The Courier News from Blytheville, Arkansas on March 3, 1967 · Page 5
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March 3, 1967

The Courier News from Blytheville, Arkansas · Page 5

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Blytheville, Arkansas
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Friday, March 3, 1967
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Page 5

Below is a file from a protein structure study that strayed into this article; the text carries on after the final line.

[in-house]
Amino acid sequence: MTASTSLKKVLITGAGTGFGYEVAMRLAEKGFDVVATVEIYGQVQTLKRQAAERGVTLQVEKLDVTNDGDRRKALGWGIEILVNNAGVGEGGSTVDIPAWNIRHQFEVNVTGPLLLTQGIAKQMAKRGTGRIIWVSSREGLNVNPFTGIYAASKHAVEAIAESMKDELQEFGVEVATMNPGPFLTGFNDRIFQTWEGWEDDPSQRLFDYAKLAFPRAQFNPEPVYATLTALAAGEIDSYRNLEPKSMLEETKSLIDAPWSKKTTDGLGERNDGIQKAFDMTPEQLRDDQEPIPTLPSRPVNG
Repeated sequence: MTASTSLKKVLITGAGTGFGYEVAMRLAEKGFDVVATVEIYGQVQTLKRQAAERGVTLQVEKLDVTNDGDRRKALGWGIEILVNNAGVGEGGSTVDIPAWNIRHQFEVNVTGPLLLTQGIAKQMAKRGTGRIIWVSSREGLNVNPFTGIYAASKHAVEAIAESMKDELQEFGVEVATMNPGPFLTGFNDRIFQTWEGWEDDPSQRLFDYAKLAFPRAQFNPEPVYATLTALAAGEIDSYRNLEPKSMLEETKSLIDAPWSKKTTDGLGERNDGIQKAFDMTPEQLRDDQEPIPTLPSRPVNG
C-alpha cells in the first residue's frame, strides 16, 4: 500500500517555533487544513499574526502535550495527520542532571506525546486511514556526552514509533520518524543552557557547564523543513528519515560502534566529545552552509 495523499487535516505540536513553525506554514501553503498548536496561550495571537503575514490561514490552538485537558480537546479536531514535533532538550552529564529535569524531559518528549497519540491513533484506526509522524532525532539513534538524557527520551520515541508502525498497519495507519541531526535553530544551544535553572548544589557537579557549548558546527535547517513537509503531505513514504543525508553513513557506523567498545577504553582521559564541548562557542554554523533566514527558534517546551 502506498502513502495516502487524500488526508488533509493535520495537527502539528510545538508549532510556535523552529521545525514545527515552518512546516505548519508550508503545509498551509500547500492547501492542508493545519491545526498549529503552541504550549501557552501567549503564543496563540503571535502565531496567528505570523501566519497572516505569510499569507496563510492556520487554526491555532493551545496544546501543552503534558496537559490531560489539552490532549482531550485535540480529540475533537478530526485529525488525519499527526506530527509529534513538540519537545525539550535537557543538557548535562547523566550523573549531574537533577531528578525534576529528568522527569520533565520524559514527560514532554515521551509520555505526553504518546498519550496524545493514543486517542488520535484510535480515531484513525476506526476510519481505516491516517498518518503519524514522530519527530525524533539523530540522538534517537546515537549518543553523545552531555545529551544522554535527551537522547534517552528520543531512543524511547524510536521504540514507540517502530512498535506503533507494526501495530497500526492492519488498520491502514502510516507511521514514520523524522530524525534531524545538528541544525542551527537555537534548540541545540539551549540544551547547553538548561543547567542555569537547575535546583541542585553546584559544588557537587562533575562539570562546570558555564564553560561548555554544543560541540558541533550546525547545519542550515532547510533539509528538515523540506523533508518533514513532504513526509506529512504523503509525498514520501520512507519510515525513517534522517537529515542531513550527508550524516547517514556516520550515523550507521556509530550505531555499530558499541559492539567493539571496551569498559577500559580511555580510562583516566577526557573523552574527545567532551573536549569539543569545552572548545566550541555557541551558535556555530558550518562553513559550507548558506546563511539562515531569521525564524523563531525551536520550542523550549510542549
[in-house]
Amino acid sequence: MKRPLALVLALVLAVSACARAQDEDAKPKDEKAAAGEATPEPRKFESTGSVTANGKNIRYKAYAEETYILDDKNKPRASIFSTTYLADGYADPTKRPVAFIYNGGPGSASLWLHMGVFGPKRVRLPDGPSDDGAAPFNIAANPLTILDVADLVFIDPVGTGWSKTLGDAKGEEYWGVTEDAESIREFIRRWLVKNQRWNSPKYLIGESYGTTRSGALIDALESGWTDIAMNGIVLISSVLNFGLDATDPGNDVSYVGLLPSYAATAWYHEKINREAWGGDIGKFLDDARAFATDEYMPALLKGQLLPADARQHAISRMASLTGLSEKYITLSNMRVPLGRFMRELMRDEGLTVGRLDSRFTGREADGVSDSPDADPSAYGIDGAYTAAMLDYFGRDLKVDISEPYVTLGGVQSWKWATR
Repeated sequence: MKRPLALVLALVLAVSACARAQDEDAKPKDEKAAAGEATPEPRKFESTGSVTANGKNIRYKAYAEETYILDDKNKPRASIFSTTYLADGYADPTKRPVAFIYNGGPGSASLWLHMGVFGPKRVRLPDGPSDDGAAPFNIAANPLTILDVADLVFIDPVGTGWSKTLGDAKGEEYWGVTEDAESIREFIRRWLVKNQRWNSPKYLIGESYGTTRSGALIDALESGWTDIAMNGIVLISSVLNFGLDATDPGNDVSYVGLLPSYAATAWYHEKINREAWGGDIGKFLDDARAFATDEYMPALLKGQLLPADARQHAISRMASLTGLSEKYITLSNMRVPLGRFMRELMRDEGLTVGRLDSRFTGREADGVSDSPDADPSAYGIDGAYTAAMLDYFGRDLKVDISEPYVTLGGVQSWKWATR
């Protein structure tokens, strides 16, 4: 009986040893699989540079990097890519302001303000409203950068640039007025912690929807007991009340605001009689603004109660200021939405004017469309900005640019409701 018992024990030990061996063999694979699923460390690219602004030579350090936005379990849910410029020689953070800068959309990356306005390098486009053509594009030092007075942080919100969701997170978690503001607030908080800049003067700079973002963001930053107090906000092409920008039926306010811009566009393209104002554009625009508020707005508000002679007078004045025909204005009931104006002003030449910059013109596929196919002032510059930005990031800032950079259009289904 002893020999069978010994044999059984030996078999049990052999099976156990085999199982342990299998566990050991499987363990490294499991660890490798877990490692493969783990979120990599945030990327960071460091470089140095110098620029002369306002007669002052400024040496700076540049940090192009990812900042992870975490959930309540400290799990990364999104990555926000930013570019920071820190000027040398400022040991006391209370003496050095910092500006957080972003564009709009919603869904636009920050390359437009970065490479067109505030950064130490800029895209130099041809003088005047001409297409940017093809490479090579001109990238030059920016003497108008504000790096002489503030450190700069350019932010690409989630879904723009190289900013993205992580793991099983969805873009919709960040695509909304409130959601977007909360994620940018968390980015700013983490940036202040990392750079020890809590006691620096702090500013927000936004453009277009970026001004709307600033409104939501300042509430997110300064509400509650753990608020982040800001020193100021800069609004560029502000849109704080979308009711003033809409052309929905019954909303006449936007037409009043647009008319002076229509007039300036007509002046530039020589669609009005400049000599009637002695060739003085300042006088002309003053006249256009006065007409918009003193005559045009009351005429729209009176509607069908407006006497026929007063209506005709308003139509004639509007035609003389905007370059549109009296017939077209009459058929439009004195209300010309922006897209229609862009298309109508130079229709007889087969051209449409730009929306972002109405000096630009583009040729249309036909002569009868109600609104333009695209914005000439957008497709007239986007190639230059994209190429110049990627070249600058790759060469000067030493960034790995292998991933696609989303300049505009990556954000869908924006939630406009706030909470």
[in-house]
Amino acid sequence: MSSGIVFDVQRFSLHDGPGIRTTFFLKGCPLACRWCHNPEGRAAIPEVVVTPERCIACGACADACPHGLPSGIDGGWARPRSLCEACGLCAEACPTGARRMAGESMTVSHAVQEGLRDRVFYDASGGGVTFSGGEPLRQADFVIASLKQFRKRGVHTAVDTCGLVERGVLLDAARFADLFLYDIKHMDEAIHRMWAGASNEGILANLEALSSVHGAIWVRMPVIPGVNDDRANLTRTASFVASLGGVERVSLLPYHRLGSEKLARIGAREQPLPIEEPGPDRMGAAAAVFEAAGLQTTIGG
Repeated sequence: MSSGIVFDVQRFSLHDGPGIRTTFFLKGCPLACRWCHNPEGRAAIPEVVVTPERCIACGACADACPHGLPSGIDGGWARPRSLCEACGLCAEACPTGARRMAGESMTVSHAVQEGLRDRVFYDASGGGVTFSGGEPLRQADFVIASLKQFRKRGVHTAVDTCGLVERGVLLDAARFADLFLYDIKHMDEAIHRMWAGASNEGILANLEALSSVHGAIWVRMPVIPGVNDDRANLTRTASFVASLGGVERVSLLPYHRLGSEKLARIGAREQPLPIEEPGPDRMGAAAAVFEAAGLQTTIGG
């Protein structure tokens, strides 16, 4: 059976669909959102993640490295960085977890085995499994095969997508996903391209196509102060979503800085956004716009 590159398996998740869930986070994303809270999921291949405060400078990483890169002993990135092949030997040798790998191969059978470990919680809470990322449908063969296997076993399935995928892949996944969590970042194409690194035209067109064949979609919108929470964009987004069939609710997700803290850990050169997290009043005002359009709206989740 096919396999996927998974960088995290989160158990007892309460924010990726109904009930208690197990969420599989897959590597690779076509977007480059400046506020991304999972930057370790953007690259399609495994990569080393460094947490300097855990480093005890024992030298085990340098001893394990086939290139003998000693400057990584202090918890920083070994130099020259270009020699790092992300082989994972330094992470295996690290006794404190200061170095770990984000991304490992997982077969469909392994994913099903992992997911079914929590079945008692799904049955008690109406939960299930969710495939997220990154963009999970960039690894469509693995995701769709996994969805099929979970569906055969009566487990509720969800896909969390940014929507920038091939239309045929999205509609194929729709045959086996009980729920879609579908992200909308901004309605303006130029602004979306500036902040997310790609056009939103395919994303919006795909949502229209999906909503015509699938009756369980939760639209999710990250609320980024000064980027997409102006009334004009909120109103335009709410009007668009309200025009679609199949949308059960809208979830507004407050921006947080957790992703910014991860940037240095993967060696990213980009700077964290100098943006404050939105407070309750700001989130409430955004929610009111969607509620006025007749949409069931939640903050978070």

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Blueprint for Oblivion In ithcr years, the roid to political oblivion in Arkansas ha* been paved by reform. The high-principled (but impractical) politician of other days has assured a truncated political career by alienating first this political entity and then that. A governor, for example, who might either be highly idealistic or weary of the game, could turn against gambling; call for property equalization; seek to end politics in the matter of new roads and highways, and get in a few licks at the political establishments indigenous to the various counties. This done, the various interest groups coalesce and bring down the political house. Weil, then, consider Gtov. Winthrop Rockfeller. He has said "no" to the gamblers (at least he is in the process of articulating this reply); he has said "no" to th« Helena bridge interests (and these include, evidently, some very large and affluent elements); his appointee as insurance commissioner has presided over hearing whjen led the petitioners for an insurance rate increase to suddenly (and surprisingly), fold their attache cases and vanish into the belly of the nearest jet at Little Kock Municipal; he has stepped on political toes in the handling of the prison farm'atrocity; he's just getting warmed up on the highway department affair, and heaven knows what else is on his political agenda. In other years, this is a blue print for a single term governor. But in other years, a James Johnson didn't upset the Democratic party establishment and a Winthrop Rockefeller didn't shake the very political foundation of the state (i.e.: the Dem- cratic Party). Generally, the people of Arkansas seem to be taking a great measure of joy from the Governor's first efforts at reform. The Republican Party here may be as the winter wheat in Mississippi County: green, but growing. Edit or 6 I lost two friends last week. Only one of them the hard way. T. F. (Doc) Dean was taken by death. He was not a close friend. Nat as close friends go. He had never been to my home nor I to his. We didn't borrow power mowers or exchange fishing tips. We weren't in a car pool or Sunday school class together. But .whenever he was in the Courier News neighborhood, he bounced (yes, still bouncing at 74) in and said a few words and I loved him for doing it. Like most people, I had a standard reaction whenever I saw Doc. I smiled. When our brief encounters ended, I was still smiling. .. if not laughing out loud. I knew nothing about Doc Dean, personally. I never knew of his ambitions, his disappointments, his triumphs, his travail, I knew only that he was a bright, vital, friendly man who put grins on a lot of faces. The day was better for having chatted with him. I knew him only for this and I loved him for mis and for this the world was happier and better while he was here. I will miss him terribly. * * * I had full knowledge of the fact that Rev. Myron Dillow, pastor of Trinity Baptist Church, was leaving for Harrisburg, D.I., because it has been duly noted on th* front page. But it was with some suddenness that he turned to me at the conclusion of a noontime men's gym class at the YMCA and shook hands saying, "I don't guess I'll be seeing you again." I fear that is true. Myron Dillow was not my pastor and was not a close friend, but his departure was an occasion to re-evaluate my relationship with that YMCA class. We do push ups together (Myron Dillow can do more than I) sit ups (Myron Dillow does more than I) and play volley ball (Myron Dillow plays better) and at the end of the hour, we're all refreshed. But this is not the only value to be derived from this association: there is something therapeutic about being together with a fine bunch of men and feeling a little foolish attempting physical feats which I really couldn't do too well 20 years ago. . .and realizing that their laughter at my physical foibles is not laughter of derision but is somehow compassionate and sympathetic. Myron Dillow was one of these friendly, helpful men. . ,snd you don't lost that type without missing him. * * * While on earth, men make various contributions, but those which are made to the lives of others must be better than all the rest. -H.A.H. Sbow Beat by Dick Kleiner HOLLYWOOD (NBA) A little skullduggery going on it some of tlit major itudios — making ersatz silk purses out of lows' can. What they're doing is making feature films out of old televi- lion episodes by adding new scenes. The new scenes are generally flashbacks, using other actors and whatever sets happen to be hanging around the studio. Exhibit A - Universal took five Tammy episodes and reworked them that way, and soon there will be a Debbie Watson movie. Like all the others, it will be used as the second half of double bills and in the foreign market. What they're doing is making a movie for peanuts. And the audience thinks it's seeing something brand new. James Coburn's next film has been known for some time, but it has been known only by initials — "T.P.A." T- and everybody's been wondering what they meant. End secret. "T.P.A." stands for "The President's Analyst." Coburn's own company, Panpi- per. and Paramount will team Of Congratulations Congratulations to your members of the Arkansas Municipal League for your work this year in the General Assembly. You certainly have shown a united front. When you are called on, you responded. That's what builds a great organization. As long as the municipal officials remained united, there is nothing you cannot do for the improvement of the cities and towns of our state. Very frankly, I never expected to live to see the day when you could pass a bill through HAM u/iu, CLAIM FCM M WWHMGTOM wiu BIOSSAT AHu CROMLtY IN WASH/NGTON Romney's Face-to-Face Talks Have Good Impact the Senate by a vote of 31-S and In the House by a vote of 93-3, all over the objections of New" Mexico and the Governor. But you did-and then, forced I" fl^^S itl, h P Z By BRUCE BIOSSAT Washington Correspondent Newspaper Enterprise Assn. WASHINGTON (NBA) Several western Republican leaders who were cool to Michigan Gov. George Romney's representatives at a recent party meeting in New Orleans are described by knowledgeable sources as having been "very warm" toward Romney himself on his 8,500-mile western swing. Traditional western hospital* ity should persaps discount some of the change. But checks with party men in the states he visited — Washington, Alaska, him to give you special consideration over his announced intentions. You deserve everything you have asked for—and more. Be sure to thank every member of the General Assembly for their fine work this year. I slncerley thank you.—Glenn Zimmerman in Arkansas Municipalities, Official Magazine of the Arkansas Municipal League. JACOBY ON BRIDGE NOKTB 1 *A7 »J432 4K«l + AKQ10 WEST.(D) EAST 4sQJ1094 A6S3 V K V 10 9 8 7 4)10984 e>QJ 4762 e>»5<} SOUTH 4KB 2 4A7SJ + J8 North-South vulnerable West North But Sooth Pass 1* Put IV Pass. 3«f Pa«» 4N.T. Pas 6 V Pas? Put Pus Opening lead— 4 Q This hand cost a National Championship back in the '30s. It was board • a - match team of four in which your score is compared only with the score of the pair playing the hand against your partners. South wai one of * group of experts who like to outguess themselves. He looked over dummy carefully and decided that North at the other tabl* would be playing in six no- trump. He say that sixno- trump would not make unless declarer would pick up four heart trlcki and th* only way to do that would b* to find Ewt with specifically th* king and one heart. So thin unlucky expert won th* spade lead in dummy and ltd a h*ar to his quten. He wai folnf to make seven hearts if he could find that king-small with Eart, and wwld still RMke) fix htarti] agithit any 3-2 heart break. South wasn't dismayed when! West produced the king but he was rather upset when West showed out on the second heart lead, South had to go down one trick. He did explain to his partner, "It shouldn't make any difference. Our opponents will be in six no-trump and will go down two." North wasn't at all impressed. He p o i n t e d out that the six heart contract was a very good one and that it was up to South fo play safe to make II and that the safety play would have been to play the ace ol hearts just to guard against I singleton king. South could nol guard against four to the king by any line of play, so all the finesse did was to give some chance lo make seven. How bad was Sauth'.s play? It was really bad. At the other table North and South did gel to three no-trump and did make four, so six hearts bid and made would have been a winner. "Now, iff. wewW row lib fo tnt rt* iAwM*r rtonwsi for DRIVING M/*(/r Arizona — indicate that the governor's personal impact in closed - door political conferences along the way produced a sizable gain for him. Possibly the most Interesting aspect of his trip as viewed at the strategy level is the evident fact that he was almost exclusively his own spokesman in faca-to-face talks with party leaders. Asked for a report on how Romney was doing with these leaders, one of the govern's aids confessed he had no real idea, that neither he nor others of Romney's staff were stiting in. The governor is still regarded in many quarters as a political novice. But it is plain he does not see it that way. Coining off his experience as a governor, a civic leader and a corporation executive, he immense confidence in his hand-on-the-arm, pierce you with clear blue eyes tatic of persusasion. The night Romney landed in Seattle for an overnight atop en- rout* to Alaska, Washington state leaders and county chair- men were meeting with Gov. Daniel Evans in Olympia. Romney made a late-evening 100 mile roundtrip drive to talk to them for a bit more than half an hour in private session. Though time did not allow a real exchanges of views,, he evidently made some dent just by showing up. * * * In Anchorage .Alaska, at a noontime session with Republican precinct workers, the governor himself brought up the thorny business of his failure to support Barry Gwlodater in 1964. A detached observer who was there says his forthright argument scored some points with conservative listeners. He had little persuasive work to do in heavily Mormon Utah, where state leaders say flatly he would be the biggest, boost, as 1968 Republican presidential nominee, that state and local GOP tickets could have. In Idaho, the arch conserva tive newcomer, Gov. Donald Samuelson, is widly viewed as frosty toward Romney. Yet Romney is said to believe that he broke through the ice crust. He had two long private chats with Samuelson, one in Pocatello, the other in the governor's car on a 50-mile ride to that city. On Id.aho Republican, stressing that sentimement for Richard Nixon is very strong in Idaho today, nevertheless said that many pro-Nixon party men have a "haunting fear" that the former vice president is a loser. Not alone in Idaho but also elsewhre on his western tour, Romney in private talks with leaders is reported to have hard this worry expressed often — by politicians who told him that in 1966 they want a winner. Just as he did in his long up for what is supposed to be a provocative story about a psychiatrist who is hired to help the president, thereby becoming privy to state secrets — and it is the analyst who breaks down under the weight of what he knows. After that, Jim will go to Tangiers for a comedy, "Avec Avec." He is currently what is known around town as a Hot Property. "The joy Of success," he say$, "is being able to do what I want. The rest is icing on foe cake." There is considerable icing. round of public appearances|jj m ° s current project is deeo- the Michigan governor dwelled: ra ting the big new family house. A call from Mike Douglas, for whom the word "genial" was invented. He was doing i week of his show in Florida, but he'll return to Philadelphia where it ordinarily originates. "But," he said, "I want to come out to Los Angeles, and do the show there for a few weeks, maybe a few weeks every year. I'll be able to get people on the show I haven't had before." Mike says the Hollywood Palace wanted him on the ttow, the same show that featured Milton Berle. But he said no — 'I'll do the show, if I can be the host," he says. The Mike Douglas Show is syndicated but don't feel sorry for him. Mike says the syndicate now covers 92 per cent of the United States and he claims to have more viewers than either the Tonight or Today shows. in these private meetings his essential conservatism, his fredom from bonds to the so- called "eastern establishment" desipte eastern moederates' espousal, of his presidential cause. IS Ymn Ago -In Blythtvillo Judge Faber White has appointed J. Louis Cherry, Free- The case of Edwin Mechem,, n ian Robinson and Keith Bil- By RALPH 00. Money does matter. It is important to the President and the Congress as budgets are reviewed. It concerns the citizens who confront taxes, de- mandf and opportunities. Money matters to th* world for we ar* divided into the afflu- uent and the struggling, into the people who find it so easy to make monty and others who seem unable to make money, That'i as true in families and nelghbhoodi ag it is among nation*. Sine* money ii to import- ant-anil most of ui dtal with jnoiMy almost as much as we deal with language — it is amaslni to M* how amateurish w* are about iti uie. The abut* os money U flagrant Blythnrill* (Ark.) Courtor N*wi Friday, March 3, UfT Fa|*SU Men throw it around, wast* U or use it to enslave or to impress, missing 1U true meaning. Money it worshiped and caveted to th* place where it becomes th* only criterion of values. This degradation affects our daily life. The abuse of initall- ment buying becomes a major factor in domestic strife, In fact, financial irresponsibility is one of the moil frequent causes of marital discord. The abuse of bankruptcy provisions Indicates a flaw in our character. Since monty is so important we aught to know mor* about it, understand it propery and This la why talk about monty as well as th* banker. For money It a •acranwntal factor of lit*. The Reformation erased th* linti between th* itcrtd and th* •ocular and r*c*nt Vatican Court- DM it wisely, a pnacher can New Mexico's conservativ na^ tional committeeman, is interesting. He shunned an airport reception for Romney in Albue- qurque, but took in his Lincoln Day speech with 1st recurring stress' on the failure of "federal answers" to many major domestic problems. Mechem is reported to have talked warmly with the governor afterwards, and indicated strong approval of these utterances. Arizona, Goldwater country, was probobly the governor's thinnest going. Yet even here, Gov. John Williams, mindful of sizable colonies of Mormon voters, gave Romney the notion he is, in Romney's words, "very open - minded." The leadership was polite, hospitable, and not in any way openly hostile. Goldwater himself is, of course, an other story. He is publicly committed to N'xon, The western trip, then, was Romney's baptism as his own field strategist. If it be acknowledged he appeared to do well, some observers Still would argue that the gain is small, since the five states (leaving out his brief touch down in, Washington) have just 64.delegate votes — roughly a tenth of the 687 needed. But who is to say which one tenth wins a presidential nomination? brey to a Court House lawn improvement project committee. A similar program has been launched in Oaceola by Judge White. to use our money, then we might to know that we are not free to worship money without paying the consequences. The serving of mammon is still an act of worship. If that's the value we put on ourselves, we are selling out too cheaply, degrading the sacramental possibilities of money. Lent demands that we examine our attitude toward the whole of life. And that includes our money! On his morale - boosting trip to Vietnam, John Gavin visited the forward lines and spent time with the Marines. And then, since he had been a carrier pilot in the Korean War, he asked to visit the fleet off the coast. He had been stationed on fee USS Princeton, and there was a sister ship, another aircraft carrier, in the fleet. Gavin stayed aboard that vessel for one night. He seldom dreams, but as he lay in his bunk he dreamed about two of his Princeton shipmates. Both had been killed in what Gavin calls "bizarre" accidents during the Korean War. As he slept fitfully, the two visited him in his dreams and warned him to get off the ship. He was going to leave the next morning anyhow, and he did. Two days later a fire swept the ship — the USS Oriskany — and the cabin in which he had dreamed so vividly was in the path of the blaze. t'Hr. COURIER NBW8 IBB roumci, ismvs co. B W. RAINES ruBUSHKR HARRT ». HAINEB lisiltant . ubltsher-EdJtoi I'AUI, D HUMAN Advertising Manager Sole National Adnrtlslni Representative Walla™ Witmer Co. New rwk, Chlcato. Detroit Atlanta McrapMl t>'ond-class postage paid at BlTtherllle Ark Member of the Associated rttm SUBSCRIPTION BATES B; carrier In the cits oi BJjine- nlle or an; suburban tuwo where carrier service u maintained 3Ic p*> week 11.80 par montb. Bj mall within • radius at in •nilei, 18.00 per rear $5 00 for six months, ?3ufl for three montk. by mall, outside so mile radlue '18 oo iw ve?« payable In advance. Mall subscriptions are not accept- er 1 In town? and cities where The Courier News carrier unite 19 maintained Mall subscriptions are nayahle in advance MOTE: The Count-i (THWJ assume! no responsibility (or photograph* manuicrlpts. eneravinci or mata I'M vitb It (or possible nubUcatlon Entertainment Amwar •<» Pravloui Puule ACROSS 1 Report from — Jungle «OId, old — 11 Teacakei ISWildlUy 14 Musical compQsitloft ISDeputiea It Biblical . character 17 Feminine name 56 Irony reformer 43 Mineral spring 44 Barley bristle 45 Greek letter 4« Medical men 50 fosses! 51 Kounliln range (Sp.) (3 Public storehouses 55 More difficult 1» Nose (Ft.) »9 Wh.lt 31 European beetle J4W«. allowance Z8 Used in automobile* 3*Mueulini cil added a contemporary emphasis. On* could not keep God in th* church and out of the wallet. It't plain,, at tlmpl* and as awesome as that. The broken body of Christ had something to do with the way we break bread and break a dollar. In a meaningful book of prayers, Fathtr Marcel Quoitt includes one entitled, "Pray«r Before a Twenty Dollar Bill." It concludes with the thoughtful dedication: "0 Lord, I efftr this bill with iU jtyout mysttrlM, its sorrowful mysteries. I thank you for all the life and joy it has given,. I aik your ferijivtnw ftr the harm it has don*, •ut above all, Lord, I offtr it to you as a symbol of all th* labori of nwa, Indestructible money, which tomorrow will b* chtnjtd into your •torntl life." When we ar* fr** to work, to bt paid for our labort and m«uajn« atari 32 Hill—— nan UObUlB 57 Follow alter M Leaven DOWN 1 Agree 2 Recorder 3 Convert into* conductor 4 Collection of fact! IGrwkamltal terra I Devotee 10 Worm 12 Ferocloui 13 VlilU IdGuido'shigh note 22 Number 23 Color 25Hlsh in ttatur* 39 CateiorJei 37 Mongol 38 Pair 40 Ideal location 41 Tree cuttere 42 Evening phenomenon 47 furklah annjr corp« S7 Unclose (port.) 4> Algonquin S» Wooden airif Indian • Persian ptiejlly 30 Incidental 49 Remain cut* JZGenuiof tlWomin T Presage domestic cattle designate* a Referring to 13 Little demon 52 John (Gaelic) • MConaiiam